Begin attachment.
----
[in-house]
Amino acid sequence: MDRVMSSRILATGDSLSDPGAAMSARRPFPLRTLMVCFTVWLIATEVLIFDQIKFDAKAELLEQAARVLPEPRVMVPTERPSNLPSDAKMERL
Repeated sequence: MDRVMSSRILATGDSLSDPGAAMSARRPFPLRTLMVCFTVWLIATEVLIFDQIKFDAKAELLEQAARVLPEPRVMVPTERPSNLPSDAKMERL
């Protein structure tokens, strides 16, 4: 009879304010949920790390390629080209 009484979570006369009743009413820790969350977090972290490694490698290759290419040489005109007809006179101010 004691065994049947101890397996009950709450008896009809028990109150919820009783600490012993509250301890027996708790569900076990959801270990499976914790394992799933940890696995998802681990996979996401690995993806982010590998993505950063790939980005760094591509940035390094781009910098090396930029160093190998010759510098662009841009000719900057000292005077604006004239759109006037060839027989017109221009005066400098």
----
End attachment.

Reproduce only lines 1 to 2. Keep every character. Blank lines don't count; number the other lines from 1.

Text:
[in-house]
Amino acid sequence: MDRVMSSRILATGDSLSDPGAAMSARRPFPLRTLMVCFTVWLIATEVLIFDQIKFDAKAELLEQAARVLPEPRVMVPTERPSNLPSDAKMERL